The recovery in markets has been remarkable. Having had its worst December since the Great Depression, the US market had its best January since 1987. The volt face by the US Federal Reserve has lifted the spectre of a continued programme of interest rate increases and the chatter on the Street is that even QT may be curtailed towards the end of the year. Despite the size of Trump's stimulative package, the economy appears to have been acutely sensitive to tightening financial conditions and the trade war is acting to complicate matters further.

The precipitous falls in economic numbers during Q4 appear to be stabilising and some of the more forward looking indicators have bounced, alleviating fears of recession. Having got perilously close, the Treasury yield curve is now some distance from inverting [although the overnight dovish Fed announcement has flattened the curve once again]. All this has allowed the VIX volatility index to return to more relaxed levels.

Europe too has avoided recession but the economic optimism emerging at the beginning of 2018 has completely vanished. Major economies such as Italy are in recession and trade affected Germany narrowly avoided one following the zero GDP growth print in Q4. There are bright spots such as in some of the eastern EU states and Spain isn't doing too bad. The French economy should pick up following Macron's €10bn sop in a failed attempt to quell the street protests. The pitiful performance of the region's economy must be depressing for the ECB which has only just turned off QE. Draghi has recently announced that rates won't be raised until the end of the year at the earliest and put in place further measures to encourage bank lending. We note that the European demographic outlook is not dissimilar to Japan's. It also shares an equally decrepit banking system. Yuck!

In the UK, the shambolic Parliamentary proceedings was more than enough to scupper any attempt of a dry January. Events over March have done nothing but encouraged more regular trips to the drinks cabinet. Some MPs too are fed up with the leadership direction (lack of) and have splintered to form a new party; despairing with a choice of the Tories and Brexit, or Corbyn and socialism. So far there has only been a trickle of MPs abandoning the main parties but this could turn into a torrent which would wash away the current party structure.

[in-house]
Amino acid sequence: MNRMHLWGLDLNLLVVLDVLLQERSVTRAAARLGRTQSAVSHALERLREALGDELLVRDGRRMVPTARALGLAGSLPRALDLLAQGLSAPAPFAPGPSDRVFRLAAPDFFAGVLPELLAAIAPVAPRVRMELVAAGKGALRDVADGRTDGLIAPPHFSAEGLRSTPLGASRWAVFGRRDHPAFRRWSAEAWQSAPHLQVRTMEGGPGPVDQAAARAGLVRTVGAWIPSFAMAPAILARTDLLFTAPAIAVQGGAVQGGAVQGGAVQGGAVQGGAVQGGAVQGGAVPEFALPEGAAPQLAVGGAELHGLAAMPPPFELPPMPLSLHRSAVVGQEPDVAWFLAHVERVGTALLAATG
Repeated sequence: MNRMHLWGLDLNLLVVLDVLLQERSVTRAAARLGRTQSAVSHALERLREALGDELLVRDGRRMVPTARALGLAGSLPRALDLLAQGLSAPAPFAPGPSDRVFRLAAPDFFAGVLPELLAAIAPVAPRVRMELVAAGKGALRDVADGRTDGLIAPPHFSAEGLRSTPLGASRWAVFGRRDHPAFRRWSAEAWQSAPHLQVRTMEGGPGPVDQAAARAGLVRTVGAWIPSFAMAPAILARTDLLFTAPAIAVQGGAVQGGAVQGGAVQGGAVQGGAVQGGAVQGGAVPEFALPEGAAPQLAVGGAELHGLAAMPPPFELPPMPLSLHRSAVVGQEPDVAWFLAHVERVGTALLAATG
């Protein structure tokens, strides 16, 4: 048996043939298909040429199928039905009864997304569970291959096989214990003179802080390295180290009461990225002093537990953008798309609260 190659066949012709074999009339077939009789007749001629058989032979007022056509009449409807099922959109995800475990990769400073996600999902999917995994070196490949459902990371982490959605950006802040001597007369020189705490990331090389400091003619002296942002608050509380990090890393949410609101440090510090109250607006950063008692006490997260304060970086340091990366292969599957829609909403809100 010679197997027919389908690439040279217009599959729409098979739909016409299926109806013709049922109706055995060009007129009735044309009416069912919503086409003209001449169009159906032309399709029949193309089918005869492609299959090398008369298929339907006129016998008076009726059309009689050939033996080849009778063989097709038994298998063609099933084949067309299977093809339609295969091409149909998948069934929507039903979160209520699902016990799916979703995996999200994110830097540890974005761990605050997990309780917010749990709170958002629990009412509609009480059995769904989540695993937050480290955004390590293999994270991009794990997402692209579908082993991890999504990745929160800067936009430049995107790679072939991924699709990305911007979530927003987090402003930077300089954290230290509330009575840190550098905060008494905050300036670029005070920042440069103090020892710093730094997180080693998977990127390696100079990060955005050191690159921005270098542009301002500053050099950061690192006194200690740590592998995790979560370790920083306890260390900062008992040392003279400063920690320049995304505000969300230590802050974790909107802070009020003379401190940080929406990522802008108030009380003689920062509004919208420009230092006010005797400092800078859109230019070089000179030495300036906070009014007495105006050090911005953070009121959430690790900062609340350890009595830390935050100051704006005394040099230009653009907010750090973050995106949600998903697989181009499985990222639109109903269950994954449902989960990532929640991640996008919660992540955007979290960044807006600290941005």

Investors have voted with their feet and the UK market continues to underperform. Note that since 2017, remarkably every part of the UK economy (business, household and government) has spent more than its income. The resulting swelling in the current account deficit is being increasingly funded by short term flows. Thankfully, on most PPP measures sterling is cheap and the nation's vast stash of foreign assets have appreciated in value as a consequence. In addition, the woeful lack productivity growth is a concern.

Brexit involves a journey into the dark and there is no guarantee that the necessary political compromise will end up with a rational outcome. This will leave the economy with a headache, banging like a brothel headboard. There seems little option but to maintain our underweight. Once the main political decisions have been arrived at, talented stock pickers should be in a position to once again identify the winners and losers within the market. At that stage, we shall look to switch from our passive UK holdings back into active funds.

It is not unprecedented to have a market fall of 20% without economies entering recession but it is unusual. The last time it happened was during the Russian/LTCM crisis in 1998. As was the case then, markets have been quick to recover although we are still a little shy of the September high. With the benefit of hindsight, we were wrong to hold off buying equities at the end of December as we considered. Our call that economies and earnings would struggle during Q1 was broadly correct but we misjudged the market's sensitivity to interest rate expectations. We have learnt that we are unlikely to see equities present themselves at bargain levels while the authorities reaction to any slowdown is to loosen policy speedily. We shall be less demanding next time we are presented with a similar opportunity.

It is difficult to see markets make much further progress from where they currently are (although a resolution to the trade issue would help). Earnings have been downgraded this year and so far markets just haven't cared. We suspect that there may be further downgrades to come and markets cannot indefinitely blithely ignore the deterioration. Markets remain far more concerned about recession than inflation. A revival of the latter cannot be discounted entirely and would come as a very rude shock. The maintenance of our cautious positioning is appropriate in these circumstances.